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Van Hollen calls for anti super PAC pledge

WASHINGTON -- Rep. Chris Van Hollen on Thursday called on his opponent in the Maryland Senate race, Rep. Donna F. Edwards, to sign a pledge that would limit the amount of third-party money flowing into the state's marque political contest.

In an effort to stem the kind of outside political cash that has dominated federal elections following the 2010 Supreme Court decision in Citizens United, Van Hollen is asking Edwards to sign a "people’s pledge," a voluntary ban on certain kinds of political spending, such as by super PACs.

The pledge would commit candidates to donating from their campaign accounts 50 percent of money spent by outside advertising in their race. The idea is to pressure groups against running ads in a contest by exacting a punishment on the candidate they are trying to help.

"Both of us have called for measures to end the scourge of outside money in politics," Van Hollen wrote in a letter to Edwards that was released to reporters. "Now we have a chance to turn that talk into effective action."

In response, Edwards described Van Hollen's move as an effort to "silence" progressive groups.

"Until we have real reform, it is wrong to silence progressives who believe it is important to have a pro-choice woman championing their cause in the U.S. Senate just as Barbara Mikulski has done," Edwards said in a statement.

In a statement later in the day, Van Hollen campaign manager Sheila O'Connell said it was unfortunate that Edwards "flatly rejected" the example set by Warren.

Van Hollen, a Montgomery County lawmaker, specifically noted another politician whose race gave birth to the idea: Democratic Sen. Elizabeth Warren of Massachusetts, who signed such an agreement during her 2012 campaign. Edwards, of Prince George's County, has frequently pointed to the liberal stalwart in her own messaging to supporters.

"Together," Van Hollen writes, "we can set a powerful example in Maryland and around the country by signing a pledge modeled after the one pioneered by Senator Elizabeth Warren."

The pledges have been widely supported by watchdog groups.

"In an era when Congress is gridlocked and has not been able to pass any legislation to address the disastrous Citizens United decision, the pledges can help keep out big outside money and make sure the campaigns are more about the candidates themselves," said Aaron Scherb, director of legislative affairs at Common Cause.

But there is an important piece of context Van Hollen leaves out of his letter to Edwards: Warren signed the pledge in the general election, against Republican incumbent Scott Brown. Similar pledges have been used in Democratic primaries -- including in Rhode Island's 2014 gubernatorial race -- but they are far less common.

That is because there is significantly less third-party Democratic money flowing into primaries around the country than in Republican races. An analysis of Center for Responsive Politics data shows that the top-20 liberal-leaning groups not affiliated with a political party spent only 18 percent of their money in primaries in the 2014 election.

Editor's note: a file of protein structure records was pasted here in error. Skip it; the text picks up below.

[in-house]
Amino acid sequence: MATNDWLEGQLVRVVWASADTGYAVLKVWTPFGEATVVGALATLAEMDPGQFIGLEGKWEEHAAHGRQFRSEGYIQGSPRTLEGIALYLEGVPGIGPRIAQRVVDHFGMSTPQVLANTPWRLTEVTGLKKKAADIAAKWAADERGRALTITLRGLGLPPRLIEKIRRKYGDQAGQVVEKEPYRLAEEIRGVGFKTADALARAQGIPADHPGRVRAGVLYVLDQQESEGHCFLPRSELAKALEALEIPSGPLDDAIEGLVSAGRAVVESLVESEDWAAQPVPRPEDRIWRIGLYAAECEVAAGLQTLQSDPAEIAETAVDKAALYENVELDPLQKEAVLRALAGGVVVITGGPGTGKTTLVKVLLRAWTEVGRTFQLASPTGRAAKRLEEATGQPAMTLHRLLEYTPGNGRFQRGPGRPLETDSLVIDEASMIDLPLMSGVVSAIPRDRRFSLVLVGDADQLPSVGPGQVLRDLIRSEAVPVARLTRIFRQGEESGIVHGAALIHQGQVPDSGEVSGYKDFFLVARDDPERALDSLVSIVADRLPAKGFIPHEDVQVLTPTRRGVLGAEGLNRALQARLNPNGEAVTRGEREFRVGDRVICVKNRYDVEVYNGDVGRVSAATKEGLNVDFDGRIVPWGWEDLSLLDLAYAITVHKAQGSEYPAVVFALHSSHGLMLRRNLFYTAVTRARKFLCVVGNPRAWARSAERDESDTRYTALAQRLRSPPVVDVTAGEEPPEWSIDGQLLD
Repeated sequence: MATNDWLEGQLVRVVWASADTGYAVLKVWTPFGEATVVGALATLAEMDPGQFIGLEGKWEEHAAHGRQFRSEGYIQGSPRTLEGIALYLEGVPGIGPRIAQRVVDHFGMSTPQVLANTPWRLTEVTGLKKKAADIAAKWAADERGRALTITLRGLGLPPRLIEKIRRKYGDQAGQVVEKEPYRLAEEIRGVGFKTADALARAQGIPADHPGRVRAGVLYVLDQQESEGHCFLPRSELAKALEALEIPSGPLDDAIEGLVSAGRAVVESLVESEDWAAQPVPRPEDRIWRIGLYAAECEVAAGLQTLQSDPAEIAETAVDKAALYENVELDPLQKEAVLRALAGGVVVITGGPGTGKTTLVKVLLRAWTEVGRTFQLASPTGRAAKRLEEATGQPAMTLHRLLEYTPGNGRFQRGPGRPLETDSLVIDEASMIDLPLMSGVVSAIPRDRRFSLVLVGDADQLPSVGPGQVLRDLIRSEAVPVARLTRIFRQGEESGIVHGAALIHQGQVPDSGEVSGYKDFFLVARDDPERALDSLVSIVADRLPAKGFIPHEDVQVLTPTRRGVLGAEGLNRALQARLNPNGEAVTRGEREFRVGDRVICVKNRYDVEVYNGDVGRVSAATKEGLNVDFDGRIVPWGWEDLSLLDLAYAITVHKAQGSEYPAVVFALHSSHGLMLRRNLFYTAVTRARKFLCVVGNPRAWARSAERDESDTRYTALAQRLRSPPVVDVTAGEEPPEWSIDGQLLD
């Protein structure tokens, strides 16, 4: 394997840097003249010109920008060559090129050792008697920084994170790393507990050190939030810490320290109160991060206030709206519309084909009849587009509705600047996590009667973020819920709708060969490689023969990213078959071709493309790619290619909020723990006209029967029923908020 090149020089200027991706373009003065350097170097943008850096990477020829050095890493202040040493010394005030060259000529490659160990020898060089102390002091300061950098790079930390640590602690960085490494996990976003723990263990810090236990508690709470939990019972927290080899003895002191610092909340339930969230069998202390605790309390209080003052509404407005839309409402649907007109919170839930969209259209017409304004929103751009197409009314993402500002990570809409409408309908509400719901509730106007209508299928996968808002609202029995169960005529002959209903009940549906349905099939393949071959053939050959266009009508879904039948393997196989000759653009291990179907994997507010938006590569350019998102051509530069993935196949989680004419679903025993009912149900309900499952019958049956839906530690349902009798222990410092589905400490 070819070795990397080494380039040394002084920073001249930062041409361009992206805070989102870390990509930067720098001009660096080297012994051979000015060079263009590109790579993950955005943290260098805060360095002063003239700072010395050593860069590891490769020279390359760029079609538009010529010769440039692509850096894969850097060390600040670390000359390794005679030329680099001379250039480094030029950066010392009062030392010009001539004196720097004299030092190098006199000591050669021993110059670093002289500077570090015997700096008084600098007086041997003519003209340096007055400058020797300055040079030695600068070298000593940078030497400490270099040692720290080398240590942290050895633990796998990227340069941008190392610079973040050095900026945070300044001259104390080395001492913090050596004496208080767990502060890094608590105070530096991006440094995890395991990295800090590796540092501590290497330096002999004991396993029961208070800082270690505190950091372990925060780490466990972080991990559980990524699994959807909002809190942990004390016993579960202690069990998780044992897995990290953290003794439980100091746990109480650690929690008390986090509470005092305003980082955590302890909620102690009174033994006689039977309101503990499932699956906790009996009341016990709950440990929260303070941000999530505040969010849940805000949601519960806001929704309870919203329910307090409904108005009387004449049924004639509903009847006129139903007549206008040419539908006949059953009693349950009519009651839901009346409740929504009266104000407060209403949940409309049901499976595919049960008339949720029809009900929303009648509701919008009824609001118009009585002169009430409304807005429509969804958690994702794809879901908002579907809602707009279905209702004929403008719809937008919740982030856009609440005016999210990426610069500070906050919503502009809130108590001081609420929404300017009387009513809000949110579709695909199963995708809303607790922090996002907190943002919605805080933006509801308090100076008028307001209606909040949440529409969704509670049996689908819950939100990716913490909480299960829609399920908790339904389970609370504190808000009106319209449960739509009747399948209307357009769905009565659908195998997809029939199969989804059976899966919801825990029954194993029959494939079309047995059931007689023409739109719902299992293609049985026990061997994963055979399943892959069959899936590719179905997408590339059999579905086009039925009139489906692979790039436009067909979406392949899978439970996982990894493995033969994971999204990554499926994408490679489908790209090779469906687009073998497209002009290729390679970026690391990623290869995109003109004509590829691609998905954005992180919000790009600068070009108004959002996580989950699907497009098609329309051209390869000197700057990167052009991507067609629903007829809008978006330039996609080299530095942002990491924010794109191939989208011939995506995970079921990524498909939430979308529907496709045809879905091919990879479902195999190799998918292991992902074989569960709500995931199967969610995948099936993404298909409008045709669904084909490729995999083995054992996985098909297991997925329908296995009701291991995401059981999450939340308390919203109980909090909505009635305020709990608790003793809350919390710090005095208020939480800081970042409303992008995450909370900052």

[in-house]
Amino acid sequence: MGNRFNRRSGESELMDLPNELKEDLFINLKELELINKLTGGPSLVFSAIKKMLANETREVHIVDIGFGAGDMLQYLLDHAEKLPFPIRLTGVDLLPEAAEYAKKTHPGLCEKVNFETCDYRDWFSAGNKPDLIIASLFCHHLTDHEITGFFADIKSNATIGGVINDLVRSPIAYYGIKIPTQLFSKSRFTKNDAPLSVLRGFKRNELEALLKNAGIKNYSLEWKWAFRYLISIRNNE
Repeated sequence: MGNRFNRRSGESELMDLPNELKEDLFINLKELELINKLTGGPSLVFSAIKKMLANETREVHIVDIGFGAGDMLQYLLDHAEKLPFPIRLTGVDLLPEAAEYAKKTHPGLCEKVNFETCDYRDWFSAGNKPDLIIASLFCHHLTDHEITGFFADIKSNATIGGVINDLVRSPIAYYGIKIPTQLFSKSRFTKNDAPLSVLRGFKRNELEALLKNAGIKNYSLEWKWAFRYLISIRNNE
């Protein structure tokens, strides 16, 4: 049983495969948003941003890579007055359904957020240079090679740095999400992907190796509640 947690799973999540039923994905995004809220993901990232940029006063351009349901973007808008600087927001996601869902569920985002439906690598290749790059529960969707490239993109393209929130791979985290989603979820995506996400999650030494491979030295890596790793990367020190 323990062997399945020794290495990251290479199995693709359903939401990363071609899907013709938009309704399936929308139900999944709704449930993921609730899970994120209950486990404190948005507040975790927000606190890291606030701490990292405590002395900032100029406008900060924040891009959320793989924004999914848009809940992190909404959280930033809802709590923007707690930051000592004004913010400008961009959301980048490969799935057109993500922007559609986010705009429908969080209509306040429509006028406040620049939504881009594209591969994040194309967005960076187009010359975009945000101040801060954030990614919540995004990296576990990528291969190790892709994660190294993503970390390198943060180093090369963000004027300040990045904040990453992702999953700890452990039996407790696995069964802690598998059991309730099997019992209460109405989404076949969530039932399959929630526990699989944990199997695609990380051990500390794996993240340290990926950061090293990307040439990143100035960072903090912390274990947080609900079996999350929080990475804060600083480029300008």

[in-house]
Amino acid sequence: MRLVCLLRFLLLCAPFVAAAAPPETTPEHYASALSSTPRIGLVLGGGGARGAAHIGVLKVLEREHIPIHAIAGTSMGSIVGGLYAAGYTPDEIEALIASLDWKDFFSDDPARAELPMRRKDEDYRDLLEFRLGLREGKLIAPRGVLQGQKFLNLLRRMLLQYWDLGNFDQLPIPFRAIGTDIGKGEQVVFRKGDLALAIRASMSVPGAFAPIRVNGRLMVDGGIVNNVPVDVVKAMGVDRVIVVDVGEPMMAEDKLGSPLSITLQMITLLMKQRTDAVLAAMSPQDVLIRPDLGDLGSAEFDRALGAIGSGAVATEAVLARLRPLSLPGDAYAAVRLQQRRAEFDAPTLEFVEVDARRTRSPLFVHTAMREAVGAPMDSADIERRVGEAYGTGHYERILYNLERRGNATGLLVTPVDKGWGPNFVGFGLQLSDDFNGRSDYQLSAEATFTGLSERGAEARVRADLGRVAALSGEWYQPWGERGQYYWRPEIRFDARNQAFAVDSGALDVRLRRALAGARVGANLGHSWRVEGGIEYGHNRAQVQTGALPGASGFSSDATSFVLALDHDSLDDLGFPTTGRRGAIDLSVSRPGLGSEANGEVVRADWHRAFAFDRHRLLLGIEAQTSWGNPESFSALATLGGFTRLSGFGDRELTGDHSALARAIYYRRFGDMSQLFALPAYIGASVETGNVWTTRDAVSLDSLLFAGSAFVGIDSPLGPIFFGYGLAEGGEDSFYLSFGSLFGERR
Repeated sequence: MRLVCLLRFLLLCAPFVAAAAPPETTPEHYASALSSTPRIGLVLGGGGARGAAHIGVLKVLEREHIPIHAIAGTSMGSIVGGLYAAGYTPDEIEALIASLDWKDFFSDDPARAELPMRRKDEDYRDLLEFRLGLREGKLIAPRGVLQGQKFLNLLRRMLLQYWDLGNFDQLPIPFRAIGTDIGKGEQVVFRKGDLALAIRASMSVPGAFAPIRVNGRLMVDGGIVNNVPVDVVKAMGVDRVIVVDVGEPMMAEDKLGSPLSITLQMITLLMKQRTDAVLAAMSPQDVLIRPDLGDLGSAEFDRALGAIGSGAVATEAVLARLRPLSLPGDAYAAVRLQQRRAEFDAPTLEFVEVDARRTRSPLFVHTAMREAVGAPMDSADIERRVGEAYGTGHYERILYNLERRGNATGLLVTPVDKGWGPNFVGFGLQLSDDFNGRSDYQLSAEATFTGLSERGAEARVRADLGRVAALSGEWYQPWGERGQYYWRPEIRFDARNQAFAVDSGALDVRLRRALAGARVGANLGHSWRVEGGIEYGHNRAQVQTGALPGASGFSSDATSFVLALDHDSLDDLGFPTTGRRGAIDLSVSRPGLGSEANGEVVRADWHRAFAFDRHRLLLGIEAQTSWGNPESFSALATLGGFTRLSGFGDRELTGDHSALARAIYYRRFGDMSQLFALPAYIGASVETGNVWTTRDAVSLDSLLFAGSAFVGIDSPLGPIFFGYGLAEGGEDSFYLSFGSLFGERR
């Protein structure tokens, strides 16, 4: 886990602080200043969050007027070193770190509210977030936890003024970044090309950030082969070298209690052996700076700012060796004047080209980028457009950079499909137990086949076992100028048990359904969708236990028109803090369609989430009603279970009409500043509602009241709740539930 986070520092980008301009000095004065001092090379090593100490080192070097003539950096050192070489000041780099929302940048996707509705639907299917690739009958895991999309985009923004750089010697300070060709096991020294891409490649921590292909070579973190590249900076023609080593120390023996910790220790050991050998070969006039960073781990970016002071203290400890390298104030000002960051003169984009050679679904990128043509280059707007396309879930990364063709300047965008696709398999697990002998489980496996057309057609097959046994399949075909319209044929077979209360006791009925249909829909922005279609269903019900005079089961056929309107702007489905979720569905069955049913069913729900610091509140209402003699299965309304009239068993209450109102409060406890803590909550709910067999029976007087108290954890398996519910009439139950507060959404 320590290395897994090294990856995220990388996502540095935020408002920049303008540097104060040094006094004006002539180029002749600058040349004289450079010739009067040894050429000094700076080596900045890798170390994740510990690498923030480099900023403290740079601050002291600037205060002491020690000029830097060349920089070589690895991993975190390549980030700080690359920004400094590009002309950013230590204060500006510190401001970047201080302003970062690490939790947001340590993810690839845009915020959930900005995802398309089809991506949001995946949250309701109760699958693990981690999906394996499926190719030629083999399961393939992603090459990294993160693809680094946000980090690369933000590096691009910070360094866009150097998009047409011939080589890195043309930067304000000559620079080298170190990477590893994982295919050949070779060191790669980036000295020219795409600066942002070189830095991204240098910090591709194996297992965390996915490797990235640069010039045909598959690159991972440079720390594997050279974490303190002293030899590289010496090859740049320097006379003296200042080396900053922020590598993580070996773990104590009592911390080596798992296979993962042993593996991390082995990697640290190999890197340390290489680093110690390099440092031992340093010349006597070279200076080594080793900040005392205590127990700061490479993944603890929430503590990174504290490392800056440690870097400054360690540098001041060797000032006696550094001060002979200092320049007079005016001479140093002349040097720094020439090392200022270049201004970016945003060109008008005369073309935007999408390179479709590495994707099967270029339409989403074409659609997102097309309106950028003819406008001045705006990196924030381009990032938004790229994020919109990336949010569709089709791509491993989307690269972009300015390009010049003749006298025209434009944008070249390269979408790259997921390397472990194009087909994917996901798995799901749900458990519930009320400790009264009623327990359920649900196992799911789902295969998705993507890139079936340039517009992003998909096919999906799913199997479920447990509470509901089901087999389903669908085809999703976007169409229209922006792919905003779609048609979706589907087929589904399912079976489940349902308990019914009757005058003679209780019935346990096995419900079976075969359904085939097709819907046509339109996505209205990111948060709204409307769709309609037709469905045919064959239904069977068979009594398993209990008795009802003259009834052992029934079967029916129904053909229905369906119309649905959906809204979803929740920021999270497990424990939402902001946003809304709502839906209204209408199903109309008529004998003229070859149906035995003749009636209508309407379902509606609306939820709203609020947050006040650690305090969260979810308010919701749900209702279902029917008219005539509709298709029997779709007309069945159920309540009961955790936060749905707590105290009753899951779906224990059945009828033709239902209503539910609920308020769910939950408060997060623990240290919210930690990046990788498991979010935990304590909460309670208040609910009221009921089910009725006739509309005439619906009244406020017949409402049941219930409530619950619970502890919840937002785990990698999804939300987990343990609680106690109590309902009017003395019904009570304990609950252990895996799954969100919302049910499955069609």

Put another way, third party groups on the Democratic side, at least, tend to hold their cash for the general, where they can try to influence control of the House and the Senate. Tellingly, the only examples of outside money Van Hollen cited in his letter -- the Koch brothers and Club for Growth -- fund GOP candidates, not Democrats.

One possible exception in Maryland is Emily's List, the Washington-based group that helps to elect Democratic women who support abortion rights. That group, which has endorsed Edwards, is among the largest third-party organizations in terms of spending on the Democratic side, directing about $8 million into races in 2014.

Still, more than 80 percent of that money was spent in general elections.

It's also easier for Van Hollen to eschew outside money because he is significantly outraising Edwards in direct contributions. Edwards is expected to report raising $590,000 in the second quarter, compared to $1.5 million for Van Hollen over the same period.

Both candidates have taken aggressive stances on the issue of campaign finance. Van Hollen joined with watchdogs to sue the Internal Revenue Service over its limited regulation of politically active tax-exempt groups, and he has carried a bill for years that would increase disclosure of so-called dark money.

Edwards has pressed for a constitutional amendment to overturn the Citizen’s decision and she was named by House Democratic Leader Nancy Pelosi to chair a congressional task force on the issue.

Edwards also opened a new line of attack on Thursday, noting that Van Hollen and other Democratic leaders had agreed to include a carve out in his disclosure bill in 2010 for the National Rifle Association -- a maneuver that sparked a backlash from gun control supporters. The legislation was later tweaked to exempt a broader array of groups. 

House Democrats ultimately split their vote on the bill, with 217 supporting it and 36 -- including Edwards -- voting in opposition.

"When Congressman Van Hollen added an NRA loophole to his DISCLOSE Act, I denounced it on the House and fought to get it removed," she said. "In Congress, Congressman Van Hollen used his DISCLOSE Act to carve out a special deal for the NRA, and now he's trying to silence pro-choice Democratic women, working families and progressive advocates in this campaign."



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